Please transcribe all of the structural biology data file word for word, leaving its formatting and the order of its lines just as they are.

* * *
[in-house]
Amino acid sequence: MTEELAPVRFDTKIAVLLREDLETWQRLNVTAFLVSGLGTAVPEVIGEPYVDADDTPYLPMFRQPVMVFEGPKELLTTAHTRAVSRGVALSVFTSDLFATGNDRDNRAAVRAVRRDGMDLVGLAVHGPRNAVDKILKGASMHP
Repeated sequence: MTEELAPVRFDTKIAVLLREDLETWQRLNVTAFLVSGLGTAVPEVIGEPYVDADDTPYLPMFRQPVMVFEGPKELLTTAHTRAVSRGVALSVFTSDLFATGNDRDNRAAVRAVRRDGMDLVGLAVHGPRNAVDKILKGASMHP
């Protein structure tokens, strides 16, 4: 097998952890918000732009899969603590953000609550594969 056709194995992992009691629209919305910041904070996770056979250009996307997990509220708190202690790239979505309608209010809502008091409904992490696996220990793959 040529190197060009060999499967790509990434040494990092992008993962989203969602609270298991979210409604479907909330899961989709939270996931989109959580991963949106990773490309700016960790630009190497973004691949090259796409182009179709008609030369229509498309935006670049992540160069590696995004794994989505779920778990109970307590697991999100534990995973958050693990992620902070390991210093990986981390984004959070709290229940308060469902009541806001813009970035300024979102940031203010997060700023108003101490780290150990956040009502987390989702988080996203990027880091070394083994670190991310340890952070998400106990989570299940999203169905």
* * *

[in-house]
Amino acid sequence: MTEELAPVRFDTKIAVLLREDLETWQRLNVTAFLVSGLGTAVPEVIGEPYVDADDTPYLPMFRQPVMVFEGPKELLTTAHTRAVSRGVALSVFTSDLFATGNDRDNRAAVRAVRRDGMDLVGLAVHGPRNAVDKILKGASMHP
Repeated sequence: MTEELAPVRFDTKIAVLLREDLETWQRLNVTAFLVSGLGTAVPEVIGEPYVDADDTPYLPMFRQPVMVFEGPKELLTTAHTRAVSRGVALSVFTSDLFATGNDRDNRAAVRAVRRDGMDLVGLAVHGPRNAVDKILKGASMHP
């Protein structure tokens, strides 16, 4: 097998952890918000732009899969603590953000609550594969 056709194995992992009691629209919305910041904070996770056979250009996307997990509220708190202690790239979505309608209010809502008091409904992490696996220990793959 040529190197060009060999499967790509990434040494990092992008993962989203969602609270298991979210409604479907909330899961989709939270996931989109959580991963949106990773490309700016960790630009190497973004691949090259796409182009179709008609030369229509498309935006670049992540160069590696995004794994989505779920778990109970307590697991999100534990995973958050693990992620902070390991210093990986981390984004959070709290229940308060469902009541806001813009970035300024979102940031203010997060700023108003101490780290150990956040009502987390989702988080996203990027880091070394083994670190991310340890952070998400106990989570299940999203169905």